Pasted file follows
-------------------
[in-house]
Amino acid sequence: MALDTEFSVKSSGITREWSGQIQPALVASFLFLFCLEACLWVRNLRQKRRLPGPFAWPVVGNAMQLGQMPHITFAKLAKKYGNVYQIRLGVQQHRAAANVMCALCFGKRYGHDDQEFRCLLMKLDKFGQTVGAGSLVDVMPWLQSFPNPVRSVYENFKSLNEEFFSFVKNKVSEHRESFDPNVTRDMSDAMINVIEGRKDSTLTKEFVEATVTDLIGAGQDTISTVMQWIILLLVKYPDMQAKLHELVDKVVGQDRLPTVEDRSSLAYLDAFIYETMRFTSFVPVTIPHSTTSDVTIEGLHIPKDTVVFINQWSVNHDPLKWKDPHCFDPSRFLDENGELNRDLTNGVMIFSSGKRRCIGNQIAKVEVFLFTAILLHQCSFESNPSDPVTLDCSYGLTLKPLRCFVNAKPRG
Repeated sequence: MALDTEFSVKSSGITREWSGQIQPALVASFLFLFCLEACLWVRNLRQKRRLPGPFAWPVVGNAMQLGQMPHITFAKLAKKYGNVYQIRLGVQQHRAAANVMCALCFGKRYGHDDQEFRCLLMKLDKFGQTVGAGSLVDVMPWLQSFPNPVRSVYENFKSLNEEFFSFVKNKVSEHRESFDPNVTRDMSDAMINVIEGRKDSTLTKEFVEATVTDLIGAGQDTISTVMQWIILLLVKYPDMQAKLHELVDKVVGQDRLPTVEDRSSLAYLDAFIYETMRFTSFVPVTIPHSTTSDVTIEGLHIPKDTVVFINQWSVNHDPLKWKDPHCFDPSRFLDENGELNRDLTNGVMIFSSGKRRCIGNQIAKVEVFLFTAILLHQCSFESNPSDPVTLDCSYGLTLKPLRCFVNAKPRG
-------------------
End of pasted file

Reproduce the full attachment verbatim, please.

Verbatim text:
[in-house]
Amino acid sequence: MALDTEFSVKSSGITREWSGQIQPALVASFLFLFCLEACLWVRNLRQKRRLPGPFAWPVVGNAMQLGQMPHITFAKLAKKYGNVYQIRLGVQQHRAAANVMCALCFGKRYGHDDQEFRCLLMKLDKFGQTVGAGSLVDVMPWLQSFPNPVRSVYENFKSLNEEFFSFVKNKVSEHRESFDPNVTRDMSDAMINVIEGRKDSTLTKEFVEATVTDLIGAGQDTISTVMQWIILLLVKYPDMQAKLHELVDKVVGQDRLPTVEDRSSLAYLDAFIYETMRFTSFVPVTIPHSTTSDVTIEGLHIPKDTVVFINQWSVNHDPLKWKDPHCFDPSRFLDENGELNRDLTNGVMIFSSGKRRCIGNQIAKVEVFLFTAILLHQCSFESNPSDPVTLDCSYGLTLKPLRCFVNAKPRG
Repeated sequence: MALDTEFSVKSSGITREWSGQIQPALVASFLFLFCLEACLWVRNLRQKRRLPGPFAWPVVGNAMQLGQMPHITFAKLAKKYGNVYQIRLGVQQHRAAANVMCALCFGKRYGHDDQEFRCLLMKLDKFGQTVGAGSLVDVMPWLQSFPNPVRSVYENFKSLNEEFFSFVKNKVSEHRESFDPNVTRDMSDAMINVIEGRKDSTLTKEFVEATVTDLIGAGQDTISTVMQWIILLLVKYPDMQAKLHELVDKVVGQDRLPTVEDRSSLAYLDAFIYETMRFTSFVPVTIPHSTTSDVTIEGLHIPKDTVVFINQWSVNHDPLKWKDPHCFDPSRFLDENGELNRDLTNGVMIFSSGKRRCIGNQIAKVEVFLFTAILLHQCSFESNPSDPVTLDCSYGLTLKPLRCFVNAKPRG